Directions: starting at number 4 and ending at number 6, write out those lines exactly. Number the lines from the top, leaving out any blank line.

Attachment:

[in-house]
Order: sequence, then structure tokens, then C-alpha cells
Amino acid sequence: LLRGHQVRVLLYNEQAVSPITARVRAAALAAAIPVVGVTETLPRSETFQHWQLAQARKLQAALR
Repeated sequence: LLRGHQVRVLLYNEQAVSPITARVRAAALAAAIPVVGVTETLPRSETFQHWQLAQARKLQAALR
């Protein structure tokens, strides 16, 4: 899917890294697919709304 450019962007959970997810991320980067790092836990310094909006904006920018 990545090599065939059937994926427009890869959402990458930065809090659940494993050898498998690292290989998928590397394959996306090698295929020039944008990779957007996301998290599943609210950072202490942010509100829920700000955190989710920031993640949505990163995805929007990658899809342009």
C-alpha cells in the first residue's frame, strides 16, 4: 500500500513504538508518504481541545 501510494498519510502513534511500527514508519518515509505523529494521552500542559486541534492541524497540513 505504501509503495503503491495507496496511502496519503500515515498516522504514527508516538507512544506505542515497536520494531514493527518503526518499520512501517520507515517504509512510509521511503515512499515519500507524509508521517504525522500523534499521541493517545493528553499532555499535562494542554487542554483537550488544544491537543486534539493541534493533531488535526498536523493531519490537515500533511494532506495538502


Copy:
Repeated sequence: LLRGHQVRVLLYNEQAVSPITARVRAAALAAAIPVVGVTETLPRSETFQHWQLAQARKLQAALR
């Protein structure tokens, strides 16, 4: 899917890294697919709304 450019962007959970997810991320980067790092836990310094909006904006920018 990545090599065939059937994926427009890869959402990458930065809090659940494993050898498998690292290989998928590397394959996306090698295929020039944008990779957007996301998290599943609210950072202490942010509100829920700000955190989710920031993640949505990163995805929007990658899809342009």
C-alpha cells in the first residue's frame, strides 16, 4: 500500500513504538508518504481541545 501510494498519510502513534511500527514508519518515509505523529494521552500542559486541534492541524497540513 505504501509503495503503491495507496496511502496519503500515515498516522504514527508516538507512544506505542515497536520494531514493527518503526518499520512501517520507515517504509512510509521511503515512499515519500507524509508521517504525522500523534499521541493517545493528553499532555499535562494542554487542554483537550488544544491537543486534539493541534493533531488535526498536523493531519490537515500533511494532506495538502